Be independent enough to have the freedom to be yourself without codependence but not so unavailable that you are never there for your partner.

Find the balance together. 

3. Dominant/Submissive Relationships

The unhealthy version of our first two entries takes the negative sides of both to an extreme. One person in the relationship exerts total control over the other.

There are two sides to this unhealthy story.

One person has zero empathy and sees the relationship as a means to get whatever they want.

The other has no self-confidence and sees the relationship as a means to complete themselves.

Before we get into a relationship, we need to have an accurate view of ourselves. If we don’t, this kind of relationship is often the result.

If you try to find someone to complete you, rather than finding that in yourself, you will end up being a relationship chameleon.

We need to find wholeness with ourselves before we enter a relationship. Otherwise, we constantly try to change who we are to fit in place with someone else.

Your self-respect needs to come from you and you alone. Don’t ground your self-respect in someone else.

4. Open Relationships

An open relationship is another version of an independent relationship. Both partners have agreed that both of you can see people outside of this relationship.

Typically this is a sign that both participants aren’t emotionally ready for a serious relationship.

A relationship needs trust and time to grow and become something that can bring about happiness like nothing else can. That takes honesty and intimacy.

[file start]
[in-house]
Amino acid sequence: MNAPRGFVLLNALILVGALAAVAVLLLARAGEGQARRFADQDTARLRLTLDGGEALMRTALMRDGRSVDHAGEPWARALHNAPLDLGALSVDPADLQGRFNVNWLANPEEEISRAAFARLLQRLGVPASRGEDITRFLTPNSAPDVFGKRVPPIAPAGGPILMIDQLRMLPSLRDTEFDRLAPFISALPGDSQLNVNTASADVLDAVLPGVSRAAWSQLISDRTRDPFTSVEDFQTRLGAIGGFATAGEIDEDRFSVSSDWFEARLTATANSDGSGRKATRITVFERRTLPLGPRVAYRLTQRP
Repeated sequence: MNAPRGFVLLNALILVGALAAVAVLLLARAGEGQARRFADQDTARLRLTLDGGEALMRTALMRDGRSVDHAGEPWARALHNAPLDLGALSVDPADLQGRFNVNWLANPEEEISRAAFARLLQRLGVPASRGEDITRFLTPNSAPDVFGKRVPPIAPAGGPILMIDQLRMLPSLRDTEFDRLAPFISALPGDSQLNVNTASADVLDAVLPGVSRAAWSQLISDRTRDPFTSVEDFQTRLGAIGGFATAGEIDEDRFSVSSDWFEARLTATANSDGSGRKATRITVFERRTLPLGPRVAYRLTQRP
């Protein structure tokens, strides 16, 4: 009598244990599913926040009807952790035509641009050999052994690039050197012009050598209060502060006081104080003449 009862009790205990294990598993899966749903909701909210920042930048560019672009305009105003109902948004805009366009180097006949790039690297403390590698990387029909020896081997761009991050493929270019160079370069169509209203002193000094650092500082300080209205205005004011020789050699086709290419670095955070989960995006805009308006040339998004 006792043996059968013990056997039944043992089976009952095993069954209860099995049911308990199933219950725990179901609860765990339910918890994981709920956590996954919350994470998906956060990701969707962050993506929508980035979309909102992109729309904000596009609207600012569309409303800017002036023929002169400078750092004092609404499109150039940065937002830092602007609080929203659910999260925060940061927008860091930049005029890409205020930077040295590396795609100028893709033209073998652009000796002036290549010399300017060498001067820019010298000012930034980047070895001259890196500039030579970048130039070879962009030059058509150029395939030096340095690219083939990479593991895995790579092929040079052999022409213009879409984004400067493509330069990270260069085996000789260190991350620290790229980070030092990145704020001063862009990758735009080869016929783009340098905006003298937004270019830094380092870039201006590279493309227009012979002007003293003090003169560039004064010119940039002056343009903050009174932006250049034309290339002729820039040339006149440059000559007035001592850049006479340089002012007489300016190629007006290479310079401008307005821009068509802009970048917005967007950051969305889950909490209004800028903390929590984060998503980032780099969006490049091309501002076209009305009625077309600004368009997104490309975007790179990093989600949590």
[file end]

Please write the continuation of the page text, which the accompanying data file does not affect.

True intimacy is impossible with other people involved.

Jealousy is the most likely thing to crop up first. Jealousy doesn’t lend itself to trust, confidentiality, and honesty. 

For a relationship to go deeper and work in the long haul, two people have to start developing deep roots with each other.

That requires a deep emotional commitment. This can’t happen in an open relationship.

Often open relationships begin because one or both participants fear genuine emotional connection.

5. Long Distance Relationships 

This one stands out as unique on the list.

There are more physical barriers, at least on the surface, compared to the emotional hurdles of the other types of relationships here.

Whether you are hours away from each other or on opposite sides of the country, communication is more vital than ever.

There are not many couples that would say communication isn’t essential in the relationship. Yet, it’s still what most couples need to work on.

Even with more than 25 years of studying and talking about relationships like Leslie and myself, we still need cheat sheets from time to time.

These are little reminders to pay attention to each other and listen before we want to be heard.

And when your interaction is all through text, calls, and voice chats, communication is the absolute lifeblood of your long-distance relationship.

To stay on the same page, you both need to be thinking of the other. Seek to understand each other before being understood.